17. How the world works – The universe exists on at least two levels – the material world (physical world) and the ethereal (the higher realm, the soul, it cannot be seen or summoned but can be felt, it is the plane we are trying to access as artists). An artist’s skill lies in shuttling between the normal mind and the higher mind. They cease direct thinking and shift to a more intuitive, non-linear mindset, this is what makes the process addictive
  18. All art is about the recognition of beauty and the articulation of empathy and compassion for the other – the artist is a force for unity
  19. Mankind’s original sin, what got Adam and Eve cast out of Eden, is identifying with the ego
  20. Daimon = genius. It is us, yet it is separate
  21. The secret that every true artist knows is that the profound can be reached by focusing on the mundane. Sit down at the keyboard, stand before the easel, you have to show up
  22. The mysterious flow of creativity can be prompted, primed like a pump, by emotionally and physically creating a habit and a space where you want that energy to flow
  23. Who you are is what you produce, what you write/produce/paint…
  24. The artist’s journey is the hero’s journey of the human race
  25. How do you know when you’re ready? You decide. You act
What I got out of it
  1. The artist is one who can shift between the normal everyday world and the higher plane where inspiration hits, where the daimon resides, and being able to translate this higher plane into art

The Lives of Artists by Giorgio Vasari

  1. Giorgio Vasari  the effective founder of art history, describes the lives and works of some of history’s great artists
Key Takeaways
  1. Vasari had titanic energy and was an accomplished artist in his own right but his most important legacy is this book – having pretty much invented art history
  2. Design is the basis of all good art – practice to imitate human and natural world
  3. Grace and effortless-seeming is the greatest compliment anyone can pay you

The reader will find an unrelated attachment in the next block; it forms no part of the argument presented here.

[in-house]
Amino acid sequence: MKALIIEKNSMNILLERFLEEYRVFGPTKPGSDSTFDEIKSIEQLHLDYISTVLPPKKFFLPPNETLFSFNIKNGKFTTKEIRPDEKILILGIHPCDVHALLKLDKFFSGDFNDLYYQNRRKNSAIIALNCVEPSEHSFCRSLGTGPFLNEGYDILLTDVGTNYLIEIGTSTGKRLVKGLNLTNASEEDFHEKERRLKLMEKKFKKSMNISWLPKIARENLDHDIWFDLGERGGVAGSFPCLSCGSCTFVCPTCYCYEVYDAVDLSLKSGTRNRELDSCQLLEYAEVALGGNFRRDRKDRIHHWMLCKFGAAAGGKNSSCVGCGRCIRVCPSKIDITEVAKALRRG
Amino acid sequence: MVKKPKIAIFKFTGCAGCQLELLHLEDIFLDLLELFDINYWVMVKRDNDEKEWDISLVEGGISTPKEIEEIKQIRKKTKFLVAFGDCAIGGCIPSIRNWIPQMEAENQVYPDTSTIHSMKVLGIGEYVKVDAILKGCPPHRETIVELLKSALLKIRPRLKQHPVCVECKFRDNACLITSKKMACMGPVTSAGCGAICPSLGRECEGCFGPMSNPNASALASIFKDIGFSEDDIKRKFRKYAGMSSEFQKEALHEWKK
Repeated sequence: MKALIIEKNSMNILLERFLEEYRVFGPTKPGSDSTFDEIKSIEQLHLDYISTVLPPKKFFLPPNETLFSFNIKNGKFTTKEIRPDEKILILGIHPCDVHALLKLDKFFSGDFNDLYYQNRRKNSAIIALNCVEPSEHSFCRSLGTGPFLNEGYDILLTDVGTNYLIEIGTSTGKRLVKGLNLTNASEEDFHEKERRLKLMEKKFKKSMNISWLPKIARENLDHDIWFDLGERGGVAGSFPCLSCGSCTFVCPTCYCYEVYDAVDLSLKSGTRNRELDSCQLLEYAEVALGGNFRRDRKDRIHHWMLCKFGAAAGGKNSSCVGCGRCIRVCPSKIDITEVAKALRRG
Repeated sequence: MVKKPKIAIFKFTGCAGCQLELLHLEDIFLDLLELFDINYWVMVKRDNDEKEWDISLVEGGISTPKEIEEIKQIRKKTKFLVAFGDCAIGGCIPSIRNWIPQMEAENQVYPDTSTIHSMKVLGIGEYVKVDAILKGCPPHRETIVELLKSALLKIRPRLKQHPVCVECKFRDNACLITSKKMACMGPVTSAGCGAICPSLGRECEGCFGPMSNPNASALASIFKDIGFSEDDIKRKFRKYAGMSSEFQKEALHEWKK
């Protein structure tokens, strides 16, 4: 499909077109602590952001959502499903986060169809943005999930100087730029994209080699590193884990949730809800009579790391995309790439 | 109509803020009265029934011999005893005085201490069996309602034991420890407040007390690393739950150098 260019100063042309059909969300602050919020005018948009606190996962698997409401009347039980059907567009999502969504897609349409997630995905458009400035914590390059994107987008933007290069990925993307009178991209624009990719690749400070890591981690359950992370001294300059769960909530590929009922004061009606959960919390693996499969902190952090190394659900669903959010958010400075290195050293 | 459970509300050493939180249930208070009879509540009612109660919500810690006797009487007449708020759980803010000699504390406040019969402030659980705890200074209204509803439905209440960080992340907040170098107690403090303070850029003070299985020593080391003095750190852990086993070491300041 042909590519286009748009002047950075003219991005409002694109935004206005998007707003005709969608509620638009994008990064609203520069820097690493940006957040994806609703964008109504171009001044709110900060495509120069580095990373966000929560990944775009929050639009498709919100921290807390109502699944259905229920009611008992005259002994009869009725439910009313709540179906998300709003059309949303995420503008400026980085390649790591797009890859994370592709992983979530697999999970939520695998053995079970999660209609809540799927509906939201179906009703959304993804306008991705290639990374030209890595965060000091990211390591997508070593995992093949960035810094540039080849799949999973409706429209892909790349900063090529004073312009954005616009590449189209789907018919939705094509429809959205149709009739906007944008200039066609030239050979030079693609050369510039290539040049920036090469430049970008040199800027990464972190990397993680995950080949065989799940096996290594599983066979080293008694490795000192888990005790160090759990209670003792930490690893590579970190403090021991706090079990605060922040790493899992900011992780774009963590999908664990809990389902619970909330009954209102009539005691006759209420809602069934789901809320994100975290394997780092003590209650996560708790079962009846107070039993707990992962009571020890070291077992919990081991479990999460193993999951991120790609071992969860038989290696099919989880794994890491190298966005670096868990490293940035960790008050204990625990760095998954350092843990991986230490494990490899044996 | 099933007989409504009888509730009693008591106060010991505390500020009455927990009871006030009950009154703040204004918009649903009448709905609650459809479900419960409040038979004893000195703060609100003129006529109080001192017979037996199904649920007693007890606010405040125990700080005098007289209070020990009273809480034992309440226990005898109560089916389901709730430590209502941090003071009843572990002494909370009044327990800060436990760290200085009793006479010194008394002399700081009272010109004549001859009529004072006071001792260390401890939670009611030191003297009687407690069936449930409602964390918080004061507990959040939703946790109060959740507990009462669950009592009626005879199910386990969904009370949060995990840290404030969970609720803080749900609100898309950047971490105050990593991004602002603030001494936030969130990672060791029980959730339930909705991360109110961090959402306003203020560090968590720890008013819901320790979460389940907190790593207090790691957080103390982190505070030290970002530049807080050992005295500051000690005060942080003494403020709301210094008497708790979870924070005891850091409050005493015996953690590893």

4. The origin of these arts was Nature herself, that the inspiration or model was the beautiful fabric of the world, and that the Master who taught us was that divine light infused in us by a special act of grace which has not only made us superior to other animals but even similar, if it is permitted to say so, to God himself
  5. Cimabue made Byzantine art less “awkward” and was Giotto’s mentor
  6. Giotto a natural talent but worked hard and learned to draw from Nature
  7. Design and invention are the father and mother of all the arts and not of a single one alone
  8. Truly happy are the men who are by nature inclined to those arts which can bring them not only honor and great profits but, what is more important, fame and an almost everlasting reputation; even happier are those who in addition to this inclination exhibit from infancy a gentility and civility of manners which make them most pleasing to all men. But  happiest of all, finally, are those (speaking of artists) who, in addition to having a natural inclination towards the good as well as noble habits resulting from both their nature and education  live in the time of some famous writer from whom, in return for a small portrait or some other kind of gift of an artistic nature, they may on occasion receive through such writings, the reward of eternal honor and fame
  9. No doubt those who are the inventors of anything noble attract the greatest attention from historians, and this occurs because new inventions are more closely observed and held in greater amazement, due to the pleasure to be found in the newness of things, than any number of improvements made later by anyone at all in bringing these things to their ultimate state of perfection.
  10. Basis of art history lies in first-hand observation
  11. Any beginning, no matter how small, is always worth of no small praise
  12. Robbia devoted himself so completely to sculpture, altogether abandoning the goldsmith’s craft  that he did nothing else but chisel all day long and sketch at night. And he did this with such zeal that on many occasions at night when his feet became cold, in order not to leave his sketching, he would warm them up by placing them in a basket of wood shavings – that is, the kinds of shavings carpenters remove from boards when they work them with a plane. I am not in the least surprised by this, since no one ever becomes excellent in any profession whatsoever unless he learns while stills  boy to endure heat, cold, hunger, thirst, and other discomforts; those people, therefore, who think it is possible to attain an honorable rank with all the comforts and conveniences in the world are sadly mistaken: it is achieved by staying up late and working constantly, not by sleeping!